Wikibooks has a pretty comprehensive book on Ada Programming, but there are still a lot of missing pages. https://en.wikibooks.org/wiki/Ada_Programming

Finally, the language reference covers everything, but it's formatted in the most unusable and difficult to search way I've ever seen. The source files for the reference are maintained by a single editor who invented his own markup language and parser for converting that into HTML and PDF. That may have been acceptable in 1995, but it provides a significant barrier to adoption today. I've made a few attempts at coercing these sources into docbook, but so far I've found I'm not clever enough to untangle this mess. http://www.ada-auth.org/standards/ada12.html

So yeah, just buy the textbook... Skip the first few chapters, they're basically just advertising that tells you how great the thing you're about to learn is, which I find to be in poor taste.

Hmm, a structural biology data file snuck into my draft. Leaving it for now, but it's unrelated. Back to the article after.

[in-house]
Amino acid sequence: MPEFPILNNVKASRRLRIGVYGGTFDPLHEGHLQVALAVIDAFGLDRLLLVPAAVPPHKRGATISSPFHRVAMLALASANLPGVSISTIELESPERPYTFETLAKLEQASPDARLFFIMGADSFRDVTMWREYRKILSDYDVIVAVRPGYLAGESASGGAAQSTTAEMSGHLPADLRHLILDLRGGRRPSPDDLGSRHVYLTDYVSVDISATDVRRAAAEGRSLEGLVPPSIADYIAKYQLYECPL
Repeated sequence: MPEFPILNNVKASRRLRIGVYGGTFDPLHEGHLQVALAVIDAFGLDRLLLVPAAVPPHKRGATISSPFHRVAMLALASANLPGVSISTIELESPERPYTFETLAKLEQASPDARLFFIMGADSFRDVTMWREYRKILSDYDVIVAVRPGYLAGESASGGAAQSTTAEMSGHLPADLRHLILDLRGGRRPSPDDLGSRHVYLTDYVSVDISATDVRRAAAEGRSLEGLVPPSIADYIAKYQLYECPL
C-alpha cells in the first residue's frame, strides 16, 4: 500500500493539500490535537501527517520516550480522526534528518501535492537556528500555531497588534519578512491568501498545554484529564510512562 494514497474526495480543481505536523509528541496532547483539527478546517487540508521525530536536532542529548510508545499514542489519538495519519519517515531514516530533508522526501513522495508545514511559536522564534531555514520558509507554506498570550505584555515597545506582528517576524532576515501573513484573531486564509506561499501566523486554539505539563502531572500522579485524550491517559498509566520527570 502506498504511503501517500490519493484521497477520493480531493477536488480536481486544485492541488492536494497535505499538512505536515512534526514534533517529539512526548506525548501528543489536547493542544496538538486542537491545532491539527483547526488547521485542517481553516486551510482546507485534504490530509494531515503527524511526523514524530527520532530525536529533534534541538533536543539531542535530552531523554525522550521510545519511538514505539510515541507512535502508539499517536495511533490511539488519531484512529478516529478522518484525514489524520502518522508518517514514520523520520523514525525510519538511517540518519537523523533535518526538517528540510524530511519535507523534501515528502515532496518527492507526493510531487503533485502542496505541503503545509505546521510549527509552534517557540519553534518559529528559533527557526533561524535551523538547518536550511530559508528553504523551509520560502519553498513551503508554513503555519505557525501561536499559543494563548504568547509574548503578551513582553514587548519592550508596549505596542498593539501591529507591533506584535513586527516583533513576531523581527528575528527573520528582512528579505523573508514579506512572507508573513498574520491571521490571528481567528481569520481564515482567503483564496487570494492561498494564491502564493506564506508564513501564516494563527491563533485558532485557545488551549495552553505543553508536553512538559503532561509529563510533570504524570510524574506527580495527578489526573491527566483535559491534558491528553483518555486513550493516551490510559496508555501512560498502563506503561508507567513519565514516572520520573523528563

There's a lot of love for Ada. Unlike Rust, Ada is already an approved language and toolchain for safety-critical software development. That Sealed Rust is trying to do what it takes to get Rust into the approved language & toolchain category along side Ada is entirely the point, and what makes it interesting.

I guess, due to a couple of things.

1 - There is a younger generation that thinks C and C++ are the only game in town, and never learn about myriad of systems programming languages going back to 1961.

2 - This same generation is very averse paying for tooling and among the six surviving Ada compiler vendors, GNAT is the only free one, and even then discussions about its licensing pop up ('cause lets have free beer)

3 - Ada suffers from the whole bondage vs cowboy programming theme that was so common in the early 90's. Where many could not grasp the benefits of type driven programming.

4 - You need a strong engineering background, specially on high integrity computing domain, to understand why Ada offers what it does